The FDA’s recent clearance of SculpSure (Cynosure) shines a light on the billowing demand for noninvasive lipolysis and the promise that unwanted fat will vanish without a prick or incision. Dermatologists and others faced with the daunting decision of which technologies to purchase or rent should also know there are clear differences between what invasive and noninvasive fat reduction can accomplish.
Before and after treatment with UltraShape
The FDA’s recent clearance of SculpSure (Cynosure) shines a light on the billowing demand for noninvasive lipolysis and the promise that unwanted fat will vanish without a prick or incision. Dermatologists and others faced with the daunting decision of which technologies to purchase or rent should also know there are clear differences between what invasive and noninvasive fat reduction can accomplish, according to William P. Coleman, III, M.D.
Dr. Coleman, editor in chief of Dermatologic Surgery, clinical professor of dermatology and adjunct professor of surgery (plastic surgery) at Tulane University Health Sciences Center, New Orleans, was a clinical investigator for the FDA trials for UltraShape (Syneron Candela). He presented “The skinny on fat reduction: invasive versus noninvasive” at the October 2015 American Society of Dermatologic Surgery (ASDS) annual meeting in Chicago.
The most important thing dermatologists can do is to choose the right patients for the right fat reduction options.
“Many who come in asking for non-invasive treatment have to be advised to have liposuction. If you rely on noninvasive devices only, you are not doing a first-class job,” Dr. Coleman says.
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Nine in 10 patients who consult him for fat removal will benefit far more from local anesthesia liposuction than any of the noninvasive devices. Not only that, but liposuction will cost them less, he says.
Noninvasive fat removal has its place in body sculpting. The key for dermatologists who want happy patients is to know that place, according to Dr. Coleman.
The ideal candidate for noninvasive fat reduction is a person at their ideal body weight, with isolated, small accumulations of fat, he says.
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“I do not perform non-invasive fat removal on patients who have more than minimal fat deposits. This only leads to disappointment,” he says.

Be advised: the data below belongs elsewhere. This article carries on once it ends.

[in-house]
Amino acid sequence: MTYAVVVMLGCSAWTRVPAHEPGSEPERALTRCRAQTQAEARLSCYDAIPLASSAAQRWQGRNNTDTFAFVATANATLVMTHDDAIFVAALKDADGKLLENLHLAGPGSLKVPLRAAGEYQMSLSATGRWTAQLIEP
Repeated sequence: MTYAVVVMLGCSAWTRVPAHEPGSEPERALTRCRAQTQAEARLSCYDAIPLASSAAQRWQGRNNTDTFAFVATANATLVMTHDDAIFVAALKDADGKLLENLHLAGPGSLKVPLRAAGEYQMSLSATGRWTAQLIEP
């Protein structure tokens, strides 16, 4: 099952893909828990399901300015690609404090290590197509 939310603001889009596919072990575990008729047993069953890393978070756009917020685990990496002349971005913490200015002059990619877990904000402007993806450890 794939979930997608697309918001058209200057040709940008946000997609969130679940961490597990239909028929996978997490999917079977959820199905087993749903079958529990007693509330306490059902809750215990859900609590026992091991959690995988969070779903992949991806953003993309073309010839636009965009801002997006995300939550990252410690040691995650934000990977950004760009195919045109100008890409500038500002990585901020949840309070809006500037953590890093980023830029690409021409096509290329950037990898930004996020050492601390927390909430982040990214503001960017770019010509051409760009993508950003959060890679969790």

Among today’s noninvasive technologies, each has its attributes, but be careful of the trade names the dermatologist says.
“… for instance CoolSculpting (Zeltiq) does not sculpt, but is more of a block treatment. UltraShape truly sculpts, but can only destroy superficial fat,” he says.
Noninvasive approaches can also be used in conjunction with liposuction to tweak areas that have not responded satisfactorily to liposuction or noninvasive lipolysis, Dr. Coleman says.
With as easy as today’s liposuction procedure is on patients, calling it invasive sounds nonsensical to most dermatologists who perform the procedure, according to Dr. Coleman.
Liposuction has advanced considerably with the introduction of local anesthesia liposuction (or the tumescent technique) and the evolution of very small cannulas. Both innovations were by dermatologists, says Dr. Coleman.
And there are perks to liposuction beyond fat removal.
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“All procedures are done under local anesthesia and most report it is easier than a dental procedure. Our typical patient is driving and doing light exercise the next day. We can re-inject some of the fat removed into the face or buttocks, and only one procedure is required compared to multiple non-invasive treatments,” he says.
In fact, Dr. Coleman says, liposuction is a better alternative for addressing all body areas of unwanted fat.
“Only small adipocytes are suitable for noninvasive techniques,” he says.
Disclosure: Dr. Coleman is an investigator for UltraShape’s (Syneron Candela) FDA trials.